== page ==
Re: JSP Web-Development [newbie]

Lew <>
Wed, 28 Jul 2010 20:36:32 -0400
pmz wrote:

Dear Group,

"Group" isn't exactly the right term here. It's a Usenet forum.

Chris Riesbeck wrote:

Personally, I prefer JSTL over straight JSP, to reduce jumping back and

Excellent advice.

forth between HTML and Java syntax. So iteration over a collection is

      <c:forEach var="item" items="${myObj.thingies}">
         <li><c:out value="${item}" /></li>

instead of

    <% for (Object item : myObj.getThingies()) { %>
       <li><%= item %></li>
    <% }<%>

With more nesting, those separated braces get annoying fast.

Besides, you aren't supposed to put Java code ("scriptlet") directly in JSPs,
as a matter of practice.

That's true and I think I'll try using those, too. My question is,
shall I make any changes in environment of NetBeans to use JSTL? File
extensions? Additional libraries? But okay, if it's obvious and I'll
find it by googling for it, ignore my questions.

NetBeans Web project "Properties" has an entry for "Libraries", and a button
to "Add Library", and one built-in choice there is JSTL. NB then
automagically adds the jstl.jar JAR to your application.

The base idea is: Let's say I have few packages which contain database
access, data management and some others, which are pure Java objects,
without any HTML stuff. What I want to achieve, is to work over the
data I fetch or I submit in JSP pages.

Read about "Expression Language" (EL) in the Java EE tutorial and other sources.
There's a decent chapter in the Java EE 5 tutorial also,
plus its "Web Tier" chapter covers servlets and JSP.

I'd like to have ONE default JSP page (which obviously contains a
webpage main layout - styles, scripts, tables, images, etc.). In few
places I have some dynamical stuff (such as parameter-regarded menu
display or also parameter-regarded body display).

Shall I use you<c:choose/> method for further inclusion of required

It's not his, or mine, but JSTL's. That's one way but not the only way,
perhaps not even the best way.

There's a <jsp:include>
and a <jsp:forward> tag.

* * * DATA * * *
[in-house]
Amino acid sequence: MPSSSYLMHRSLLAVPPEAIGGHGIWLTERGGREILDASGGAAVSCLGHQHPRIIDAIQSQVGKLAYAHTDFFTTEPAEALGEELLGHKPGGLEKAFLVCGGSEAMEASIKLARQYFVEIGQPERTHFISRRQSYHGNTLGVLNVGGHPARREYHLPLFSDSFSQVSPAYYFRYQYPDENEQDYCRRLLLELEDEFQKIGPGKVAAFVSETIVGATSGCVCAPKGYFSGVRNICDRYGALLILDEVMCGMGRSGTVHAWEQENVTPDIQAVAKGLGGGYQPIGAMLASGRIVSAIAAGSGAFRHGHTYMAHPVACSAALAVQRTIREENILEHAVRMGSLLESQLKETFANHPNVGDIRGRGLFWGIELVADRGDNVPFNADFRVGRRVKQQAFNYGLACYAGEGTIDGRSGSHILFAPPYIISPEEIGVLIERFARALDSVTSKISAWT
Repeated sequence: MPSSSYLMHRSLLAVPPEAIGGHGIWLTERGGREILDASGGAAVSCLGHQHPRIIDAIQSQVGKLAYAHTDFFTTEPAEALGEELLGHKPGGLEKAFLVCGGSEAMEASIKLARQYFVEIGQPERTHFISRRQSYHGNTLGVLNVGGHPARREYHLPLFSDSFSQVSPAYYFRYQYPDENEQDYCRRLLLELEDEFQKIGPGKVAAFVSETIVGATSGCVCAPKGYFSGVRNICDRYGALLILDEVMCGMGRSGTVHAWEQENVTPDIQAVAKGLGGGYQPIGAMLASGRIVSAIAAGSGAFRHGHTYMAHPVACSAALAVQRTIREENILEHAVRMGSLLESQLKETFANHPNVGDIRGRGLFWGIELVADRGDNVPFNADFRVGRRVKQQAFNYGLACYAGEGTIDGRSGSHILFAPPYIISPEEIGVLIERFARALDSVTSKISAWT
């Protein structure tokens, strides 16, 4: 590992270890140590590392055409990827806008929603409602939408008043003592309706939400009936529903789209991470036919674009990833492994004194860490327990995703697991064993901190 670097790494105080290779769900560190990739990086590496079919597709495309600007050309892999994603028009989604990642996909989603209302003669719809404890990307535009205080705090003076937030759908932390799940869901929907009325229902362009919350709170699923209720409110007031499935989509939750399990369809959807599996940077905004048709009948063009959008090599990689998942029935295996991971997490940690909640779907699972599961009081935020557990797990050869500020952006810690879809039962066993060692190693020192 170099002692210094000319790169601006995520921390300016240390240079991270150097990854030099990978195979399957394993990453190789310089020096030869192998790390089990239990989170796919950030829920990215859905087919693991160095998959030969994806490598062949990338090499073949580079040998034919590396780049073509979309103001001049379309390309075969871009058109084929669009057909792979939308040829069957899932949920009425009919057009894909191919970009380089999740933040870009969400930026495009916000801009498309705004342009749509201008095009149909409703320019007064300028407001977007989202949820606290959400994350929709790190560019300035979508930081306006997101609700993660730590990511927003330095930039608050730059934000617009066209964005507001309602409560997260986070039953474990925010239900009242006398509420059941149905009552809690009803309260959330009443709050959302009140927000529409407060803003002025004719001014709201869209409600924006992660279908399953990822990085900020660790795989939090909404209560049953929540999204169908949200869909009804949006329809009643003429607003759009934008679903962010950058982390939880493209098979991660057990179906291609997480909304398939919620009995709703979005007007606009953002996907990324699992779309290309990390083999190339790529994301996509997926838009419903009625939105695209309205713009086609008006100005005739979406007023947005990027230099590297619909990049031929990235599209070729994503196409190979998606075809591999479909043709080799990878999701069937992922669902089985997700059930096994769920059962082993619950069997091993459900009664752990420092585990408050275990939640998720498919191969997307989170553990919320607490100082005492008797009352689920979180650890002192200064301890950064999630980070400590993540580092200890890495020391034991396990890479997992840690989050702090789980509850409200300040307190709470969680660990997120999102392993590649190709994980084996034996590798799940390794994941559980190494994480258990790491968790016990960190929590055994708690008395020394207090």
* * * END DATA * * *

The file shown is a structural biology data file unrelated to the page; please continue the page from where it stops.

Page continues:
2. I'm trying to build bit complex website based on JSP (which I've
done a lot in PHP, so the main idea of website engineering is quite
common for me), but I a bit confused about the architecture/structure
of a JSP webpage building. The problem is, I'm not able to imagine in
my mind, how the architecture (directory structure) should be found,
how do I divide the template files, the engine core, etc.

JSP isn't exactly a "template" framework as you might think of it, but close
enough for now.

Usually you have backing Java logic implemented as straight-up Java objects
accessed from page/session/application context using <jsp:useBean> and,
primarily, EL. The backing logic handles the "model" aspect - business logic,
interaction with back-end data stores and such, feeding the "view" aspect that
the JSPs embody.

Chris Riesbeck wrote:

You can do almost anything, but don't put pages and other user-viewable
items under WEB-INF. WEB-INF is for libraries, class files, and XML
configuration files.

And JSP fragments (.jspf files) and other resources that the user should not
access directly but only under control (e.g., <jsp:include>) of your logic.

pmz wrote:

I was wondering what about dynamic elements, which are visible in any
index.jsp (and \*\index.jsp) file? Let me show it on an example:

/// index.jsp
      [DEPEND ON \%s\index.jsp CONTENT HERE] [1]
      [DEFAULT CONTENT of \%s\index.jsp] [2]

The [2] position is quite simple, because it might be defined directly
in my file, but what if I include in [1] position a file, which is
also included in base index.jsp (ROOT)? There should be a submenu
display, which should display menu items regarding to the module

Chris Riesbeck wrote:

This may be a paradigm difference with PHP. In JSP, you don't do a lot
of including of other JSP files. That's mostly for common blocks of
HTML/JSP code, like a navigation bar.

We-e-e-ll, that all depends.

Most of the dynamic content is created by the use of c:forEach and
c:choose and so on, along with Java object containers, like this:

    <p>Welcome,<c:out value="${user.fullName}" />!</p>

where user is a session attribute set up by a backend Java application.
JSP/JSTL/JSF are used for front-end display -- the view and controller
in model-view-controller.

a.k.a. "MVC". Wikipedia is a decent source for an introduction to this concept.

The more complex model logic is done in Java.
Google for Java JSTL best practices and you'll get sites like


Javaworld, IBM and Sun/Oracle are reliable sources.

IBM Developerworks is very worthy, too.

Google for Java's "Model 2" architecture for a simplified MVC architecture.
It's mentioned in the link Chris Riesbeck provided. Also here:


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